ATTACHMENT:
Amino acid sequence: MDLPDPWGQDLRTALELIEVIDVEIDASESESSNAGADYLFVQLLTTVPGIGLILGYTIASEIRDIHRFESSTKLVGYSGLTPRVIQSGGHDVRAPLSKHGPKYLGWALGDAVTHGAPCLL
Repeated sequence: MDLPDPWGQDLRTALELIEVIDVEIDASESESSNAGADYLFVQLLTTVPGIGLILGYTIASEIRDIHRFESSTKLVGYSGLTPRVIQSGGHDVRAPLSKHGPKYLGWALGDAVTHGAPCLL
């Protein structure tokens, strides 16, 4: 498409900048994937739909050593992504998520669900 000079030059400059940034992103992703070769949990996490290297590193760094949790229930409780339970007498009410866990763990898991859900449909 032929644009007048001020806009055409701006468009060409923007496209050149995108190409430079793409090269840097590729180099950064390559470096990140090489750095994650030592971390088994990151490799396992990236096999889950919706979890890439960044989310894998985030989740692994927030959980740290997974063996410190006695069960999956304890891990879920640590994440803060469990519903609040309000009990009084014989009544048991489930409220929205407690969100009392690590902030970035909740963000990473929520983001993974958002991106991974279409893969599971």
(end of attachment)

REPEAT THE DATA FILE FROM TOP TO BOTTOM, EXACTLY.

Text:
Amino acid sequence: MDLPDPWGQDLRTALELIEVIDVEIDASESESSNAGADYLFVQLLTTVPGIGLILGYTIASEIRDIHRFESSTKLVGYSGLTPRVIQSGGHDVRAPLSKHGPKYLGWALGDAVTHGAPCLL
Repeated sequence: MDLPDPWGQDLRTALELIEVIDVEIDASESESSNAGADYLFVQLLTTVPGIGLILGYTIASEIRDIHRFESSTKLVGYSGLTPRVIQSGGHDVRAPLSKHGPKYLGWALGDAVTHGAPCLL
């Protein structure tokens, strides 16, 4: 498409900048994937739909050593992504998520669900 000079030059400059940034992103992703070769949990996490290297590193760094949790229930409780339970007498009410866990763990898991859900449909 032929644009007048001020806009055409701006468009060409923007496209050149995108190409430079793409090269840097590729180099950064390559470096990140090489750095994650030592971390088994990151490799396992990236096999889950919706979890890439960044989310894998985030989740692994927030959980740290997974063996410190006695069960999956304890891990879920640590994440803060469990519903609040309000009990009084014989009544048991489930409220929205407690969100009392690590902030970035909740963000990473929520983001993974958002991106991974279409893969599971």